* In a normal year, a story like this one might be the basis for a meaningful controversy: "Donald Trump used small donors' money to buy nearly $300,000 worth of books from the publisher of his Art of the Deal last month, continuing a pattern of plowing campaign money back into his own businesses."

* The latest ABC News tracking poll shows Clinton with a comfortable lead over Trump, 49% to 40%, though the Democratic advantage on the congressional ballot is much smaller, 47% to 46%.

* Senate Majority Leader Mitch McConnell (R-Ky.), who's kept a very low profile in recent months, was asked at an event yesterday whether he agrees with Trump that the election is "rigged." According to the AP's account, McConnell simply "laughed and walked away."

* That said, Mississippi Gov. Phil Bryant (R) declared this week that he believes Trump's correct and the "election is rigged." The Republican governor added that the voting system "doesn't seem fair to me at all."

* Conspiracy theorist Alex Jones, a Trump ally, told his audience yesterday that in 2005, Billy Bush was a secret operative for the CIA who "set up" Trump to make comments about sexual assault.

* Sen. Marco Rubio (R-Fla.) hoped to woo Latino voters at an event over the weekend in Orlando, where he was reportedly booed off the stage.
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The sun begins to rise behind the dome of the US Capitol that is covered in scafollding for repairs, on Nov. 4, 2014 in Washington, DC.

GOP candidates try to put a positive spin on gridlock

10/26/16 11:20AM

By the time a party's candidates get to the "vote for me as a check against the other party's presidential candidate," they're effectively giving up on their own party's national ticket. The Associated Press reported yesterday that many Republicans have already reached this point.
With polls showing Republican presidential candidate Donald Trump facing a steep path to victory, GOP candidates are increasingly seeking voters' support by saying they will check [Hillary] Clinton's agenda. Republicans hope that a loathing for Clinton will drive voters to the polls who otherwise might stay home because of their aversion to Trump.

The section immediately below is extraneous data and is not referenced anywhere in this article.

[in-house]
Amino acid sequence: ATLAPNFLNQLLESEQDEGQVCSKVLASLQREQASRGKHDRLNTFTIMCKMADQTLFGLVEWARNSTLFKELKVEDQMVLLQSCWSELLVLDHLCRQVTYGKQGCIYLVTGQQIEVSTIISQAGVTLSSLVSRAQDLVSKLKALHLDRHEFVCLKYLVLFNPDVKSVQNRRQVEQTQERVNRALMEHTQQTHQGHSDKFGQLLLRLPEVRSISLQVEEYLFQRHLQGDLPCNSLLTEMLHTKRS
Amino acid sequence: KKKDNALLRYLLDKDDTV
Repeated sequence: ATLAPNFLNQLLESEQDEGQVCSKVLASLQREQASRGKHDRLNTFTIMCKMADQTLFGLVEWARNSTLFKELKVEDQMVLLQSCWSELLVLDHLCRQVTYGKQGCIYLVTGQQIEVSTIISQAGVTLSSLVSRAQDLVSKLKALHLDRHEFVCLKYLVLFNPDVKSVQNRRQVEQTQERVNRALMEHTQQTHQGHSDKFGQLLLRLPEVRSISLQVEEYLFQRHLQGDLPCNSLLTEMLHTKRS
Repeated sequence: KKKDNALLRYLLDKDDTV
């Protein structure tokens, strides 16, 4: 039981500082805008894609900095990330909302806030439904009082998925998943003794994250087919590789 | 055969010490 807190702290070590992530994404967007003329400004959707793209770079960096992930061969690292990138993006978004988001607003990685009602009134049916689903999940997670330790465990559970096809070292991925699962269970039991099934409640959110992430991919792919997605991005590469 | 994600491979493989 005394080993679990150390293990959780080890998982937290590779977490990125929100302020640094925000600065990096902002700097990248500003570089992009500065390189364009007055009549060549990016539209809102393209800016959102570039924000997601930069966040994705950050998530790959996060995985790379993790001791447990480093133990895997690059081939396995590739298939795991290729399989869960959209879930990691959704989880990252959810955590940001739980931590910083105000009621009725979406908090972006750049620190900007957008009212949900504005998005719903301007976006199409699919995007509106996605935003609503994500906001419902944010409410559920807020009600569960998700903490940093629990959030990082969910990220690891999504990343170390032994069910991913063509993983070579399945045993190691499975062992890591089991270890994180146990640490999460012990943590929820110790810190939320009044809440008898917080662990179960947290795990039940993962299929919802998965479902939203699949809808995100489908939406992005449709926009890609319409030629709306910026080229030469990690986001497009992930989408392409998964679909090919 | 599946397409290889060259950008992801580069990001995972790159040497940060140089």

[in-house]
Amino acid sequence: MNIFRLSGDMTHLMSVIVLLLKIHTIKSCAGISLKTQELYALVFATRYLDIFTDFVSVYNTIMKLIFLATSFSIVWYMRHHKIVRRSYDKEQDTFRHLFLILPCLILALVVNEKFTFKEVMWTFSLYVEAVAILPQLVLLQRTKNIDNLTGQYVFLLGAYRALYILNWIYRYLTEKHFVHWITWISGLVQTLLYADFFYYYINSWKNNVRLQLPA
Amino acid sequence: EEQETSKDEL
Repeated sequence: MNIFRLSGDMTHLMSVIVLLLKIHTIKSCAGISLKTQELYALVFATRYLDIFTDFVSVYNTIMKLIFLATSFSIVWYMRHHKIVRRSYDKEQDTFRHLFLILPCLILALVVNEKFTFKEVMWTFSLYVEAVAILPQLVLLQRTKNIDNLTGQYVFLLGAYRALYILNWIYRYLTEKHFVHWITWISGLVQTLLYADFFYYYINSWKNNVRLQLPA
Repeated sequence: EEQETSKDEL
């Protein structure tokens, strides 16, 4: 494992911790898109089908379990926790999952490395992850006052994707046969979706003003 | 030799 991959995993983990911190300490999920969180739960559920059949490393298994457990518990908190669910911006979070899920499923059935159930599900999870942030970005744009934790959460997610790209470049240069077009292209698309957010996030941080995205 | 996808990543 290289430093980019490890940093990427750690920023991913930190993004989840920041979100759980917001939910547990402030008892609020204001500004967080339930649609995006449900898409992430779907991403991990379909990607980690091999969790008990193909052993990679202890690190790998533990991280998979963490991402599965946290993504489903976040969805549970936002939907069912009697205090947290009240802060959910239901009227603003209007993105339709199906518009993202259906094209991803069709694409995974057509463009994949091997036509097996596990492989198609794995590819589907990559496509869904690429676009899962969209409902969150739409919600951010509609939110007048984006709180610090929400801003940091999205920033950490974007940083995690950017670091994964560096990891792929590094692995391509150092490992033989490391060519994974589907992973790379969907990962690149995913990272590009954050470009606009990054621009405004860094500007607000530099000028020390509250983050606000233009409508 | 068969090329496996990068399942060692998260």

Some Republicans aren't exactly being subtle about this message. One of Sen. John McCain's (R) re-election ads in Arizona tells voters, "If Hillary Clinton is elected president, Arizona will need a senator who will act as a check, not a rubber stamp, for the White House."

At a certain level, it's easy to imagine some voters finding this persuasive. If you're skeptical about Clinton, you might see some value in keeping Congress in Republican hands, despite the party's performance in recent years, to keep a Democratic White House from going "too far."

But it's important that voters also understand the practical implications of such a strategy: the question is less about the value of "checks," and more about the public's appetite for gridlock.
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Voters cast their vote in the Presidential elections on November, 6, 2012 in Janesville Wisconsin. (Photo by Darren Hauck/Getty)

Wis. clerk rejected voting site because she feared helping Dems

10/26/16 10:38AM

After voters at the University of Wisconsin–Green Bay experienced long voting lines during the state's April 5 presidential primary, a variety of student groups -- including those representing campus Republicans and Democrats -- encouraged the city to add an early-voting location on university grounds. The city, Wisconsin's third largest, refused.

Green Bay instead said it would have one early-voting site for the entire city: a clerk's office with limited hours, which isn't within walking distance from the campus. Officially, City Clerk Kris Teske, an ally of Gov. Scott Walker (R), said Green Bay didn't have the necessary resources for another voting location.

But unofficially, it was a very different story. The Nation's Ari Berman, relying on documents obtained through an open-records request by the One Wisconsin Institute, reported yesterday:
[P]rivately Teske gave a different reason for opposing an early-voting site at UW–Green Bay, writing that student voting would benefit the Democratic Party.

"UWGB is a polling location for students and residents on Election Day but I feel by asking for this to be the site for early voting is encouraging the students to vote more than benefiting the city as a whole," she wrote on August 26 in an e-mail to David Buerger, counsel at the Wisconsin Ethics Commission. "I have heard it said that students lean more toward the democrats.... I have spoken with our Chief of Staff and others at City Hall and they agree that budget wise this isn't going to happen. Do I have an argument about it being more of a benefit to the democrats?"